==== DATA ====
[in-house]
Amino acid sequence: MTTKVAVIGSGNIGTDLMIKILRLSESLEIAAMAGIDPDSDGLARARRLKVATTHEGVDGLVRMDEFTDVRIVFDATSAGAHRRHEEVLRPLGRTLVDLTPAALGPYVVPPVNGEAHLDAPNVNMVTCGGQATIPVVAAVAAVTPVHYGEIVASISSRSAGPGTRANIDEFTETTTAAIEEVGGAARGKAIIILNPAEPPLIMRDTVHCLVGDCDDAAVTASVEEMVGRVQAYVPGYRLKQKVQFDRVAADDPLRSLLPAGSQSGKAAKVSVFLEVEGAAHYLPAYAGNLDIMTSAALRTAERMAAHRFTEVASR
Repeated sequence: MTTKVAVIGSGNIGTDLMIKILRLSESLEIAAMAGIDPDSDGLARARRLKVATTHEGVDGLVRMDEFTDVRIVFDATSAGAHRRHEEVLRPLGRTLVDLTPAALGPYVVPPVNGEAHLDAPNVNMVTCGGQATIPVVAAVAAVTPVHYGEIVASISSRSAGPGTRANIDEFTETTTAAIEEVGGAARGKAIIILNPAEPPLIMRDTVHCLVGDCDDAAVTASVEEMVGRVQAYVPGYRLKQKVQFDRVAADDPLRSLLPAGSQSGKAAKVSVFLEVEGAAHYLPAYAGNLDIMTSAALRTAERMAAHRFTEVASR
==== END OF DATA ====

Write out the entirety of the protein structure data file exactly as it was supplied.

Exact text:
[in-house]
Amino acid sequence: MTTKVAVIGSGNIGTDLMIKILRLSESLEIAAMAGIDPDSDGLARARRLKVATTHEGVDGLVRMDEFTDVRIVFDATSAGAHRRHEEVLRPLGRTLVDLTPAALGPYVVPPVNGEAHLDAPNVNMVTCGGQATIPVVAAVAAVTPVHYGEIVASISSRSAGPGTRANIDEFTETTTAAIEEVGGAARGKAIIILNPAEPPLIMRDTVHCLVGDCDDAAVTASVEEMVGRVQAYVPGYRLKQKVQFDRVAADDPLRSLLPAGSQSGKAAKVSVFLEVEGAAHYLPAYAGNLDIMTSAALRTAERMAAHRFTEVASR
Repeated sequence: MTTKVAVIGSGNIGTDLMIKILRLSESLEIAAMAGIDPDSDGLARARRLKVATTHEGVDGLVRMDEFTDVRIVFDATSAGAHRRHEEVLRPLGRTLVDLTPAALGPYVVPPVNGEAHLDAPNVNMVTCGGQATIPVVAAVAAVTPVHYGEIVASISSRSAGPGTRANIDEFTETTTAAIEEVGGAARGKAIIILNPAEPPLIMRDTVHCLVGDCDDAAVTASVEEMVGRVQAYVPGYRLKQKVQFDRVAADDPLRSLLPAGSQSGKAAKVSVFLEVEGAAHYLPAYAGNLDIMTSAALRTAERMAAHRFTEVASR